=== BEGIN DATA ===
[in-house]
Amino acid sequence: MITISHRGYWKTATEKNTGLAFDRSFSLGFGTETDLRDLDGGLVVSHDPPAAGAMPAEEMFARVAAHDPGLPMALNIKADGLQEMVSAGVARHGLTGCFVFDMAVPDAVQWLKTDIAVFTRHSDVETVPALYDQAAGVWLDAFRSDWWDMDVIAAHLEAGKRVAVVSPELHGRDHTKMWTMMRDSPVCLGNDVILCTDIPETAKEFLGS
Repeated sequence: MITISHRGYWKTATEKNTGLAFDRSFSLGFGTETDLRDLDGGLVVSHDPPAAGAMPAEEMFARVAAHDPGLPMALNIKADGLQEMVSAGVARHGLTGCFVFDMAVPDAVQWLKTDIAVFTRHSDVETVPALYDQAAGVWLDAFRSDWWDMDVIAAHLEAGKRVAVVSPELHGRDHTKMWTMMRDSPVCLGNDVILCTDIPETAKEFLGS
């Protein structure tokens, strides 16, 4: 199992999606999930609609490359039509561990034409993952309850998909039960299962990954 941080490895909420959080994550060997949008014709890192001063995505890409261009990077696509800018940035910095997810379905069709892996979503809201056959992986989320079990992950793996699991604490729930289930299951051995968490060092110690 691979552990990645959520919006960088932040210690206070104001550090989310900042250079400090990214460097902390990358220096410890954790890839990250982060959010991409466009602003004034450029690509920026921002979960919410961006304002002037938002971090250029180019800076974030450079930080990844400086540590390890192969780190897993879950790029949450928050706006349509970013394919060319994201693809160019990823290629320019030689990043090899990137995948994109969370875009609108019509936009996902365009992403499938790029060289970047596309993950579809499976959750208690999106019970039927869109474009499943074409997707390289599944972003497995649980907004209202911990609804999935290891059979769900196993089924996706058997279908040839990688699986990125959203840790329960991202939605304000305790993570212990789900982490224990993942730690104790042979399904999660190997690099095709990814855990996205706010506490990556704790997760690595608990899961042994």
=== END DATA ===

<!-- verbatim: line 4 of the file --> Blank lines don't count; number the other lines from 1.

């Protein structure tokens, strides 16, 4: 199992999606999930609609490359039509561990034409993952309850998909039960299962990954 941080490895909420959080994550060997949008014709890192001063995505890409261009990077696509800018940035910095997810379905069709892996979503809201056959992986989320079990992950793996699991604490729930289930299951051995968490060092110690 691979552990990645959520919006960088932040210690206070104001550090989310900042250079400090990214460097902390990358220096410890954790890839990250982060959010991409466009602003004034450029690509920026921002979960919410961006304002002037938002971090250029180019800076974030450079930080990844400086540590390890192969780190897993879950790029949450928050706006349509970013394919060319994201693809160019990823290629320019030689990043090899990137995948994109969370875009609108019509936009996902365009992403499938790029060289970047596309993950579809499976959750208690999106019970039927869109474009499943074409997707390289599944972003497995649980907004209202911990609804999935290891059979769900196993089924996706058997279908040839990688699986990125959203840790329960991202939605304000305790993570212990789900982490224990993942730690104790042979399904999660190997690099095709990814855990996205706010506490990556704790997760690595608990899961042994």